That the arcane world of insurance regulation has emerged in the race for the next UK prime minister may come as a surprise. But as the contest increasingly opens up tax cuts against public spending as a way to solve Britain’s rising cost of living crisis, the promise of freeing tens of billions of pounds from the chains of Brussels red tape may be too enticing for the next leader of the ruling Conservative party: almost the proverbial magic money tree. Rishi Sunak, the former chancellor who advocated overhauling EU insurance policies called Solvency II, is now one of the leaders in becoming the next prime minister. One rival, Tom Tugendhat, this week described Solvency II reform as one of Brexit’s biggest potential benefits.
The battle for this niche of post-Brexit regulation is predictable. A well-organized industry has lobbied hard to dismantle what it sees as excessive restrictions on EU rules, so that it can deploy as much capital as it sees fit. Insurers ’promises to invest in projects like leveling up, infrastructure and green assets are music to the ears of the Boris Johnson government-which deserves to launch a reform consultation, which will run until the end of July – and is likely to appeal to his successor. . Meanwhile, supervisors at the Bank of England are eager not to breach policyholder protections for the benefit of shareholders. Government briefings indicate that the BoE is less of a watchdog than a “dog in the manger”.
Everyone agrees that Solvency II needs to change, even Brussels. The EU’s own reform efforts give insurers the opportunity to describe it as a race: the UK is in danger of being left behind by clunky rules that the EU will remove. A penalty on Brexit rather than a dividend.
After Brexit, Britain was free to write its own rules to better regulate a local market of heavy -duty insurers specializing in annuities. Elements of Solvency II does not equal the penalty in this group. The current battlefield is part of a regime called “matching adjustment”, which specifies what assets insurers can use to repay their long -term liabilities.
The BoE’s Prudential Regulation Authority, which oversees insurers, said it was prepared to reduce bureaucracy and some Solvency II capital requirements-to the tune of up to £ 90bn that could be released for investment-but only if the adjustment is also recalibrated. Sam Woods, the head of the PRA, said on Friday that the regulator had concerns that the calculation of the EU adjustment match was too centered on the historical performance of corporate and government bonds. It may not fully capture the risks inherent in new, more diverse portfolios – where infrastructure, for example, plays a heavier role. Insurers are now concerned that the bonanza released by the return of a Solvency II requirement could be erased by PRA’s strict approach to others.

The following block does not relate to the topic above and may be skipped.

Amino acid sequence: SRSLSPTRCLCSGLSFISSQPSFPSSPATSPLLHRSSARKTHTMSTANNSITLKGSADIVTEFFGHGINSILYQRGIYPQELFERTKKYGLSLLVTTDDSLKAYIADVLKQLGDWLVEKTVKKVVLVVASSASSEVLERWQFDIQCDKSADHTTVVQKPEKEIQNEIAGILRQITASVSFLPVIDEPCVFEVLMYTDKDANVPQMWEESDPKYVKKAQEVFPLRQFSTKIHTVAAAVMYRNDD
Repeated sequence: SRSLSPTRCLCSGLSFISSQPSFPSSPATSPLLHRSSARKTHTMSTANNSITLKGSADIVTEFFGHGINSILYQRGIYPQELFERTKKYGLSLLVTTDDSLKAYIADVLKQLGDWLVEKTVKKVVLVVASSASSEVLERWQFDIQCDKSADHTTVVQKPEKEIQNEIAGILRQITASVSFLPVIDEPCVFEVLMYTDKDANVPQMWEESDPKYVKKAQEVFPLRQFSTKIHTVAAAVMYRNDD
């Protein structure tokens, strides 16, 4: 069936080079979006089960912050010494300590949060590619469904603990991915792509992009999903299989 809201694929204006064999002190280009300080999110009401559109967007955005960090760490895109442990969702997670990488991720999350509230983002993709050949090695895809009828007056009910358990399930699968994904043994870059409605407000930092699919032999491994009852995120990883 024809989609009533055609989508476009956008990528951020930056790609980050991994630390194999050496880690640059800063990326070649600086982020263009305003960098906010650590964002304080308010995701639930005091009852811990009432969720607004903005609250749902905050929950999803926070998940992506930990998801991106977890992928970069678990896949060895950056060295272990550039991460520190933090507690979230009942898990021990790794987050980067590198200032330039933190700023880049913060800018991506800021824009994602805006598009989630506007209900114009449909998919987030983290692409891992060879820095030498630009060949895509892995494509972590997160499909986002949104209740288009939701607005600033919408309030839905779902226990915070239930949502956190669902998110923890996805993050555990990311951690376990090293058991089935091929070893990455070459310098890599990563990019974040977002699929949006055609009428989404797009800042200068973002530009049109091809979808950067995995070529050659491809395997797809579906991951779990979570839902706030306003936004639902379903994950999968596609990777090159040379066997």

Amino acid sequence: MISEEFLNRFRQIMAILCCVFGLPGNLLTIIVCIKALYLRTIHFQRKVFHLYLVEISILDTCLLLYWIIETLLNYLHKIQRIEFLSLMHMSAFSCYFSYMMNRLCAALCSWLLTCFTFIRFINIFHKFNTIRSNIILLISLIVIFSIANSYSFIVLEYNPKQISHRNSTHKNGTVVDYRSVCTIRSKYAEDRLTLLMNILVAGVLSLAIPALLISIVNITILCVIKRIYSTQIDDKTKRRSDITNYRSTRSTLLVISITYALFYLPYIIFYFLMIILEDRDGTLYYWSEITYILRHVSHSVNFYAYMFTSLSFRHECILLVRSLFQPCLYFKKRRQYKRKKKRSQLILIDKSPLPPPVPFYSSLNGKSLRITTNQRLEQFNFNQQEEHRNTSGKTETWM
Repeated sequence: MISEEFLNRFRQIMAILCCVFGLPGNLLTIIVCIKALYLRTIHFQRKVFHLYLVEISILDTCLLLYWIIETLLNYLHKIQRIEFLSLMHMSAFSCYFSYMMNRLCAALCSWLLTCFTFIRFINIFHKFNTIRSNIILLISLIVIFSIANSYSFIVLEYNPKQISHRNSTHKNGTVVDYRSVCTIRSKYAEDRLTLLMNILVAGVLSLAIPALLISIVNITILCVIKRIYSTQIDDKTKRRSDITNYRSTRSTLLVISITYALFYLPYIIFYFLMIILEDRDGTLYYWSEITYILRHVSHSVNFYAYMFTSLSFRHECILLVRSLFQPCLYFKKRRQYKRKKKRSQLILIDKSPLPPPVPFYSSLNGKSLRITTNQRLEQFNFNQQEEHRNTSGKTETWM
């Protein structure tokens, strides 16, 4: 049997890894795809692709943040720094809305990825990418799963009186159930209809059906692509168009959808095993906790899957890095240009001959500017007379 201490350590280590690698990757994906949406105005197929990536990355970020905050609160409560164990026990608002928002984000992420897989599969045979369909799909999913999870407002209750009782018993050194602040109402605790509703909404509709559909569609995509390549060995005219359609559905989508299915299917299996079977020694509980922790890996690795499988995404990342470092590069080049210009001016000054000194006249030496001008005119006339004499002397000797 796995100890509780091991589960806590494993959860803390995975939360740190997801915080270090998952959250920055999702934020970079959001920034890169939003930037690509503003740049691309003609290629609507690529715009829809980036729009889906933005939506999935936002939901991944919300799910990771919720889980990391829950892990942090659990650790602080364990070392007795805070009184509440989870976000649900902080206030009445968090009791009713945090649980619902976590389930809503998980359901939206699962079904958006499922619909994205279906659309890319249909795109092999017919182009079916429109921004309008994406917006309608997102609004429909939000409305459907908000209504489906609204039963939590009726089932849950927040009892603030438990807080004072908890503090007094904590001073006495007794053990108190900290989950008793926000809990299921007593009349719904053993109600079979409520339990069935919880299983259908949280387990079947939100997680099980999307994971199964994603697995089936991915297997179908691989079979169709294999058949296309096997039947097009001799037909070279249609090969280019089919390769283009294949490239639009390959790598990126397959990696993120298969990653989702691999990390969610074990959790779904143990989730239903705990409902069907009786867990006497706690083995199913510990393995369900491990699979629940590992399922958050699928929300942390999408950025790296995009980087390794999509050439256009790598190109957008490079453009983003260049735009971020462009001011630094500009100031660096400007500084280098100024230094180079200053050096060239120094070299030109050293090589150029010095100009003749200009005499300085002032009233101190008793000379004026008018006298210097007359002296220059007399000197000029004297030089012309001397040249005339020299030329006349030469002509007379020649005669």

The bigger risk is the government’s overrule of technical specialists on the altar of political expedency. The effectiveness of the PRA is potentially compromised by government measures that ensure it is competitive in the UK, along with its existing statutory objectives such as protecting policy holders and ensuring the well -being of companies. Advocacy in the UK is the job of government groups and lobbying, not watchdogs.
At stake are the life savings of retirees and policy owners, which, if they are not properly invested, can lead to annoying choices between policy owner haircuts and bailouts. of the taxpayer that a government may need after it ends, whoever rules it. Avoiding such dilemmas is one reason Britain set up arms’s-length regulators in the first place; that PRA can be cautious when it comes to lifetime savings is how it should be. Prudential by name, prudential by nature.
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